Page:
Gold Settings Its Sights on $1,900

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The yellow metal is up about 20% in the last year, but at least one analyst says that it will soon go much higher. Here’s why he thinks it may set a new record.

In a recent interview with Kitco, Peter Reznicek, head trader at ShadowTrader, spoke about the extremely bullish signals that gold has been sending over the past six months. The metal is currently riding on six-year highs, oscillating in a narrow trading range above last year’s high of $1,553.

While the jump of roughly 20% in gold prices over the past year  has enticed many investors, Reznicek says that the price spike is merely the beginning of something very exciting in the market. The veteran trader explained that he favors long-term charts and, when assessing gold, looks as far back as two decades ago to get a better idea of where the metal is headed.

Observing the market from this perspective, Reznicek found it clear that last summer marked a breakout from a prolonged range bound pattern. While some view gold’s retracement from the $1,600 level as a sign that the metal might be moving too fast, Reznicek isn’t the least bit concerned and assures investors that gold is on a clear upwards trajectory.

As Reznicek points out, gold prices soared around mid-2019 before moving sideways over the next couple of months, which is a bullish sign in and of itself. Gold’s strong positioning above last year’s highs suggests that the metal is enjoying excellent support around current levels and could be one or two drivers away from a major breakout.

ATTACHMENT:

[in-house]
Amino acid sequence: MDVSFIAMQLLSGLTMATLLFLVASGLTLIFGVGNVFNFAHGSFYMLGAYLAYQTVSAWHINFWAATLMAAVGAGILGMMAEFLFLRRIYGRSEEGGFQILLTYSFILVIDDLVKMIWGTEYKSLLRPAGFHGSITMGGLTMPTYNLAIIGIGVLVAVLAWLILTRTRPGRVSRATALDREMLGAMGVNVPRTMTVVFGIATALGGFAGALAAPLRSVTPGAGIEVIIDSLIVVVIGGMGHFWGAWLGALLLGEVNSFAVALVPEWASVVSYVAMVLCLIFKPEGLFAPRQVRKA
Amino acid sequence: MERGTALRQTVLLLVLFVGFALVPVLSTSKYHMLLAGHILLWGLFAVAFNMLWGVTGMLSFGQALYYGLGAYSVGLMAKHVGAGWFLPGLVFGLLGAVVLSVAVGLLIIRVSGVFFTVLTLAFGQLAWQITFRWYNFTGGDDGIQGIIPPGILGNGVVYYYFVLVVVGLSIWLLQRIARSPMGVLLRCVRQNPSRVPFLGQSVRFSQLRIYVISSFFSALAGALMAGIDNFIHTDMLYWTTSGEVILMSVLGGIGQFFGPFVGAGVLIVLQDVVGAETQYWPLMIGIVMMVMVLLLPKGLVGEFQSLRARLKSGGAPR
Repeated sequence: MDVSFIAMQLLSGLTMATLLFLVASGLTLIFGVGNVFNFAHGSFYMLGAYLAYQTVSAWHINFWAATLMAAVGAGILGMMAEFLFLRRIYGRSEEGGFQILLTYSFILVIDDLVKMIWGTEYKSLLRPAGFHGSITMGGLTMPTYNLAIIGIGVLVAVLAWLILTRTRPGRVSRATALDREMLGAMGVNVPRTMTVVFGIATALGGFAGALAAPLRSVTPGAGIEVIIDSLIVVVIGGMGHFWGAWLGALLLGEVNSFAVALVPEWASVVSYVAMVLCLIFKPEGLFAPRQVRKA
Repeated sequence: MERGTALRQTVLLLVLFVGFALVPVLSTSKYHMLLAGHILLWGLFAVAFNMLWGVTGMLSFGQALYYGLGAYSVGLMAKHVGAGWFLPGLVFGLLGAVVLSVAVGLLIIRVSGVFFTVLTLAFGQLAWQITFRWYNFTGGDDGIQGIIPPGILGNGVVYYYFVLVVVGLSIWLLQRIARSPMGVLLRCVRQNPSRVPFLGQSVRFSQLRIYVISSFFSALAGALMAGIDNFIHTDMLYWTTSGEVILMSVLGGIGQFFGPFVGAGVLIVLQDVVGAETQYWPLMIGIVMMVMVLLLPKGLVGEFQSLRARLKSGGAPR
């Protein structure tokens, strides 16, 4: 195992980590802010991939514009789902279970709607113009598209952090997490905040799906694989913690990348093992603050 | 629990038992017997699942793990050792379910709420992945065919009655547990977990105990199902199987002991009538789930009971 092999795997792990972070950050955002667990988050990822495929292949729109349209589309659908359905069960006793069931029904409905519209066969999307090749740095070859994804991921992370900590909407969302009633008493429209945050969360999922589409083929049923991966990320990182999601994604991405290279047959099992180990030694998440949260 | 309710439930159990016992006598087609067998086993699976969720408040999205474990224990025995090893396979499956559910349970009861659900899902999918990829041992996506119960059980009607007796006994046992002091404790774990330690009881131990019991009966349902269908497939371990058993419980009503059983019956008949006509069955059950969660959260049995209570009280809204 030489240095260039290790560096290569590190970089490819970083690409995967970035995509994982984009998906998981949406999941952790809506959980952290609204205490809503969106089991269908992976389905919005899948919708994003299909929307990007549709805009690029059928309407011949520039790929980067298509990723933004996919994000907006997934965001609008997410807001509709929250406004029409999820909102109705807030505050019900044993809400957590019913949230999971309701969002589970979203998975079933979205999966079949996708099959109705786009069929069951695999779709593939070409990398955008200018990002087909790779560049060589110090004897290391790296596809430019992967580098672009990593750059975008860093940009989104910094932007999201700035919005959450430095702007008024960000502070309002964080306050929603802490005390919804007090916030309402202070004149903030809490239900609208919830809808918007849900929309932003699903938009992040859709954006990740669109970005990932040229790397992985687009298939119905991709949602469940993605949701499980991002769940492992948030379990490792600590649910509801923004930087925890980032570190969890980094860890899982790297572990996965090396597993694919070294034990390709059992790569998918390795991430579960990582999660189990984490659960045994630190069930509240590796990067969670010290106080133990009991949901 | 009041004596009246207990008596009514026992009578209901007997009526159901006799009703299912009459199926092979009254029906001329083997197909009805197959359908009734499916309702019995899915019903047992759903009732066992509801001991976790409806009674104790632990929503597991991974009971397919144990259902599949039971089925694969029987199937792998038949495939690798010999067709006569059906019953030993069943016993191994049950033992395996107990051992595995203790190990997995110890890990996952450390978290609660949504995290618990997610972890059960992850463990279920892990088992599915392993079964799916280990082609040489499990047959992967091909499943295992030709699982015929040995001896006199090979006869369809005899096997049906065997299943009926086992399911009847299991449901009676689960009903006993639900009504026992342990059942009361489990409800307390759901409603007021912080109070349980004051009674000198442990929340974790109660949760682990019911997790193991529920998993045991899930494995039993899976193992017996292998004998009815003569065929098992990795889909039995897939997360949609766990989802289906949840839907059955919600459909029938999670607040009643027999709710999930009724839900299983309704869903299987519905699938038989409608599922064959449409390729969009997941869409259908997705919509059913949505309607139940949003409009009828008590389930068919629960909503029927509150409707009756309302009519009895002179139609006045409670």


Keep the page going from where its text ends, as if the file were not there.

Reznicek has little doubt that gold bottomed out ahead of the summer price jump and that, from a longer-term perspective, the metal is preparing to shoot far above current levels. Having been bullish on gold for some time, Reznicek unequivocally advised investors that long gold is the position they want to be in right now.

In terms of price levels, Reznicek pointed to $1,613 as the next key resistance level that gold shouldn’t have a hard time breaching. Over a slightly longer period, Reznicek said that gold investors should keep an eye out for the all-time high of $1,900 as a very reachable level, while leaving open the possibility that the metal could end up even higher in the near future. Reznicek’s prediction echoes that of several other guests on Kitco’s show, many of whom are predicting that gold will indeed recapture levels last seen in 2011 and possibly leapfrog them.

Speaking about short-term drivers, Reznicek singled out the coronavirus as a potentially important tailwind for gold. Although the trader feels that the outbreak hasn’t influenced the gold market to a significant degree thus far, he noted that any significant market disruption related to the virus would definitely play into gold’s favor.

Gold Prices to Surge 30% in 2020, Says Bridgewater Analyst

On the back of a strong 2019, one analyst sees an even better year for gold in 2020. Here’s why he thinks the metal may surpass $2,000.

In an interview with the Financial Times, Greg Jensen, the co-chief investment officer at Bridgewater, shared his prediction for gold’s trajectory in the near future. The metal had most recently shot up above $1,600, the highest level in seven years, riding on high tensions between the U.S. and Iran. And although it has retraced since then, it remains perched above last year’s high of $1,553, last seen in 2013.

As great as gold’s gains have been thus far, Jensen sees a lot more positive price action ahead. In the interview, Jensen pointed out that the threat of a military conflict with Iran wasn’t the only source of concerns, as the metal had also been appreciating steadily amid ongoing trade disputes with China.